Hoppin’ Heather–because her leg flag is HH and Heather Hayes is the Curlews in the Classroom project leader and a member of the Curlew Crew field team. (Liberty Elementary)
Katherine–named after famous Idahoan Katherine Albertson (Liberty Elementary)
Athena–The Goddess of Wisdom, War, and Craftsmanship. (Middleton Middle School 7th graders)
Rose–Signifies beauty, elegance, favor, grace, and kindness. (Middleton Middle School 7th graders)
Denise–named after their teacher. (Trail Wind Elementary School)
Bella–after the Twilight movies (Shadow Butte Elementary 3rd grade)
Valentina–because it is a Mexican name and curlews spend most of their time in Mexico (Andrea, Andrea, JJ and Alex from the Parma Learning Center after school program)
Frost–Frost is a good female name because the females leave Idaho first before the frost. When females are on the nest, they freeze when predators come close. (Homedale Middle School)
Star— The star garnet is the state gem of Idaho. (Homedale Middle School)
Fluffy–because 4th graders like cute names, and curlews have fluffy feathers! (Trail Wind Elementary 4th grade)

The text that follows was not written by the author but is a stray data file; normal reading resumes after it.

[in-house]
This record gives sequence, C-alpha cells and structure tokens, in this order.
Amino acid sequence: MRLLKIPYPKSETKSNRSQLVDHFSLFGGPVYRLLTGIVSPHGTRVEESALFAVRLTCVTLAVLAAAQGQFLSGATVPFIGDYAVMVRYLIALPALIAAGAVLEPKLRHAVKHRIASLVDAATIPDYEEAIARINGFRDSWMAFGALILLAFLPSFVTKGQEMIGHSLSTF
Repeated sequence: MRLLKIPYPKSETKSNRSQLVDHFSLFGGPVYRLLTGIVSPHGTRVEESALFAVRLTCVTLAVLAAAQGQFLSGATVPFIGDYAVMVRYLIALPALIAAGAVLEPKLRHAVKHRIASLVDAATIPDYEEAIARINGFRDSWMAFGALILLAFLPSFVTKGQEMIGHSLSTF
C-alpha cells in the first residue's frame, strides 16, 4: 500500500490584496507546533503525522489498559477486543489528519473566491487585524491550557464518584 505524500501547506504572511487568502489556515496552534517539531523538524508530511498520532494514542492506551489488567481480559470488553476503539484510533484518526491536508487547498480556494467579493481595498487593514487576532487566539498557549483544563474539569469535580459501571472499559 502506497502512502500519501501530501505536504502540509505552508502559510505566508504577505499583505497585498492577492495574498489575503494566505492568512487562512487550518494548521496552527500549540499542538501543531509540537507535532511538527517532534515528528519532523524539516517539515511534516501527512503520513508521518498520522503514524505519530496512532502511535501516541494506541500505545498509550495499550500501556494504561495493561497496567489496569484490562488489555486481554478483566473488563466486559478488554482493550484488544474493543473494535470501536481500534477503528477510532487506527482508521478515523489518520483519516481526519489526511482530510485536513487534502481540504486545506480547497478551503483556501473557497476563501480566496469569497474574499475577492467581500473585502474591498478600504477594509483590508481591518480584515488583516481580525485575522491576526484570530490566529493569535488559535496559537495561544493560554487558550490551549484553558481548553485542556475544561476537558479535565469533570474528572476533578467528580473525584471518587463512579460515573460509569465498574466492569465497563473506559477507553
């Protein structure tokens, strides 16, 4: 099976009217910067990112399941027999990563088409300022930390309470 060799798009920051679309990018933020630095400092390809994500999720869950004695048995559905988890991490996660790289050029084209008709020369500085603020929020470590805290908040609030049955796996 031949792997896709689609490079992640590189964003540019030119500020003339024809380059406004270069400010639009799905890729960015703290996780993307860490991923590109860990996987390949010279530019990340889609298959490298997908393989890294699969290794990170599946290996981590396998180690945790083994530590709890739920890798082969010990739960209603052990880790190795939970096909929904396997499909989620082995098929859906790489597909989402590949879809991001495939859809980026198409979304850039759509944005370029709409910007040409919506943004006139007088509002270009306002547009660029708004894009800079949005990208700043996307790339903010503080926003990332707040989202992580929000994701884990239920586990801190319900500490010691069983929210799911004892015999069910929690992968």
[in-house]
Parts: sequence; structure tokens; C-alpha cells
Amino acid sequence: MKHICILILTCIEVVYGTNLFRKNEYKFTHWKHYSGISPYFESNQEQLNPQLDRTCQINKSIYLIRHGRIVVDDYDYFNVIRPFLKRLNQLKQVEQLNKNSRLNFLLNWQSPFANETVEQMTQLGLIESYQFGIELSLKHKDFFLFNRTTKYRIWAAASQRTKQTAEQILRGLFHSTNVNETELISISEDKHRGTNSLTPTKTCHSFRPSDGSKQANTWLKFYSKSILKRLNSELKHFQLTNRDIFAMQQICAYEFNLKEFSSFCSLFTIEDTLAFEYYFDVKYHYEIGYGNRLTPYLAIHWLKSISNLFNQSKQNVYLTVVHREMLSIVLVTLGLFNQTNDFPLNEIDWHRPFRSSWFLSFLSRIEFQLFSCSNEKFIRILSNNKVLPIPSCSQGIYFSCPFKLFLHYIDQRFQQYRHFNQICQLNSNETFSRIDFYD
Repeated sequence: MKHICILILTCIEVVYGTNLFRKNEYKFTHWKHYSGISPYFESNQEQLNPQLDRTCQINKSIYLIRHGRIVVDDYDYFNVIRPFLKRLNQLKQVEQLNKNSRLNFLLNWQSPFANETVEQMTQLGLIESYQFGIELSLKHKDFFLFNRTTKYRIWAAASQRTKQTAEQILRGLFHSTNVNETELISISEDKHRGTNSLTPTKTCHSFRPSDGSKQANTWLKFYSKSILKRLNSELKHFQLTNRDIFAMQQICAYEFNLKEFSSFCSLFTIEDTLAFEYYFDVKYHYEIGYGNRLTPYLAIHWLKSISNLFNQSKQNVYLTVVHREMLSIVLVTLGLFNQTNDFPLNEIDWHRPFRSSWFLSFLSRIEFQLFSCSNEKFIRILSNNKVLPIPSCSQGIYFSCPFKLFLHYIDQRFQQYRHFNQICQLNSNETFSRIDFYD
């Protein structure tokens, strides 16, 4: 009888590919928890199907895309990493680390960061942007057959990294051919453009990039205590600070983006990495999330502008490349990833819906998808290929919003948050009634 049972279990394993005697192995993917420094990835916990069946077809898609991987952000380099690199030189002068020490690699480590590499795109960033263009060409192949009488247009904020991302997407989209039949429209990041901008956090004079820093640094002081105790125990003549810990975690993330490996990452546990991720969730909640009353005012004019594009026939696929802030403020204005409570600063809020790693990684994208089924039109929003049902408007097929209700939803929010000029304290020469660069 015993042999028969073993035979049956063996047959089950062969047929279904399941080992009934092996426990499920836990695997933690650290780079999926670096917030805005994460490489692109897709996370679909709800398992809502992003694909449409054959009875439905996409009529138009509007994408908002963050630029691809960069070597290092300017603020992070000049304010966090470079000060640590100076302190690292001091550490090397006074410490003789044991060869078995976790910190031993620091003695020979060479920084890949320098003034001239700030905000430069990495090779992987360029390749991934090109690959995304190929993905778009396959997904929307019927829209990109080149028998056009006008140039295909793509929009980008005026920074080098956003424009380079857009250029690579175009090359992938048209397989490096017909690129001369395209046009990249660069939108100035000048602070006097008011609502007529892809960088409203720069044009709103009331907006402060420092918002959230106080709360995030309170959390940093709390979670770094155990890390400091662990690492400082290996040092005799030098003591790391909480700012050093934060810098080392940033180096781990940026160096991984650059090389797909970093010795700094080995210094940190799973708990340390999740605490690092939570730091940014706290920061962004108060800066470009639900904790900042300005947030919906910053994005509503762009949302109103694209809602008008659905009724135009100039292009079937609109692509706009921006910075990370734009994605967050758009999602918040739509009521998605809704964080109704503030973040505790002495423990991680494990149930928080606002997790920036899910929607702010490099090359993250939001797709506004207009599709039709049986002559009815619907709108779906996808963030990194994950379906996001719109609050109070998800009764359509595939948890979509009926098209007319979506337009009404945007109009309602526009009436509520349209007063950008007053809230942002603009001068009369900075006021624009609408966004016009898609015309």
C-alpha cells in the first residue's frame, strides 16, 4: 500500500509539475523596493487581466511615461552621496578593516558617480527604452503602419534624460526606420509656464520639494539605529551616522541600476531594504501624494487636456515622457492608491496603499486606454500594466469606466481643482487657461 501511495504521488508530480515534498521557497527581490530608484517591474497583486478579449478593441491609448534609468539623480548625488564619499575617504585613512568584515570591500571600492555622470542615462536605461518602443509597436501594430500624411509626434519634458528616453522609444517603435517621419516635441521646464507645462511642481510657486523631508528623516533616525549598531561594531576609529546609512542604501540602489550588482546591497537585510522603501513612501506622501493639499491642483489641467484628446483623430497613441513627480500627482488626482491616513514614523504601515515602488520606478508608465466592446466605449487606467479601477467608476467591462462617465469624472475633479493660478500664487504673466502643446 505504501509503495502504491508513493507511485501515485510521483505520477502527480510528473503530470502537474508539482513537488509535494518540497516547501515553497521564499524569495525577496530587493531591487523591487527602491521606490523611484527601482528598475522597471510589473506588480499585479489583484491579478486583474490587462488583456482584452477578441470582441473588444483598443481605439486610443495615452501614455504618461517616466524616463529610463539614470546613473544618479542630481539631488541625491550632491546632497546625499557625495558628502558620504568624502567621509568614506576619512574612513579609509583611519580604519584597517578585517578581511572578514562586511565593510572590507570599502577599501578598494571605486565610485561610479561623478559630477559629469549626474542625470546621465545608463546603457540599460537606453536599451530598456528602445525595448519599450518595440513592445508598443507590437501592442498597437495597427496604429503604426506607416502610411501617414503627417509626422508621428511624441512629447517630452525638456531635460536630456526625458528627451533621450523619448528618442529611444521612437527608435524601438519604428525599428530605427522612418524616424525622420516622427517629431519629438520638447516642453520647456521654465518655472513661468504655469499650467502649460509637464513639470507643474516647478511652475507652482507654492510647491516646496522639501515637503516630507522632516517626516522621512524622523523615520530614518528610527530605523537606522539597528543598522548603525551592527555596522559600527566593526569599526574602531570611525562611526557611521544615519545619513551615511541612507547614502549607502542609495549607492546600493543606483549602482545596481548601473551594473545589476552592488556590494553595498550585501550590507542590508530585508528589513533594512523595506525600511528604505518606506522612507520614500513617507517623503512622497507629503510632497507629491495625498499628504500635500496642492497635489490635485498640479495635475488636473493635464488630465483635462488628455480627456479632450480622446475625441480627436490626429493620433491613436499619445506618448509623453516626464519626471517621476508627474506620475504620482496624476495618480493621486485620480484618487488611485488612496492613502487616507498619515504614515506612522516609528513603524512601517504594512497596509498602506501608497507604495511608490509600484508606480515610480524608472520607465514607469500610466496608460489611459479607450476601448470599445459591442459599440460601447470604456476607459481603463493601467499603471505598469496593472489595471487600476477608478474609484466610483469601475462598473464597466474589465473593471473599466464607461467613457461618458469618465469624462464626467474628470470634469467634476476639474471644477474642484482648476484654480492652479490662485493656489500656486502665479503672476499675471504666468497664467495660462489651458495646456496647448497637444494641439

Elica–We’re not sure why? (Sage International Kindergarten)
Chopstick–because curlews have long beaks! (Sage International 6th grade)
Cherry–Because Emmett is known for their Cherry Festival (Kenneth J. Carberry Elementary School 4th graders)
Girlie-girl–because, Kindergarten :) (Kenneth J. Carberry Elementary School Kindergarteners)
Names for KA
Professor–from Gilligan’s Island! (Marsing Elementary Kindergarteners)
Shorty–because he has the shortest beak ever measured of all the IBO curlews (Liberty Elementary)
Albert–after famous Idahoan Joe Albertson (plus KA are his wife’s initials). (Liberty Elementary)
Austin Powers–Both names together mean “very handsome”. Separately, Austin stands for “majestic dignity”, while Powers implies is a “force measured by how much work has been done”. (Middleton Middle School 7th graders)
Zeus–Highest of all the Gods Zeus was the “Ruler of the Heavens”. In the sky, Zeus wielded thunder and rain to protect humankind from the other Gods. (Middleton Middle School 7th graders)
Butterball–we’re not exactly sure why? (Trail Wind Elementary School)
Edward— after the Twilight movies (Shadow Butte Elementary 3rd grade)
Tapatio–because it is a tasty Mexican hotsauce and curlews spend most of their time in Mexico (Andrea, Andrea, JJ and Alex from the Parma Learning Center after school program)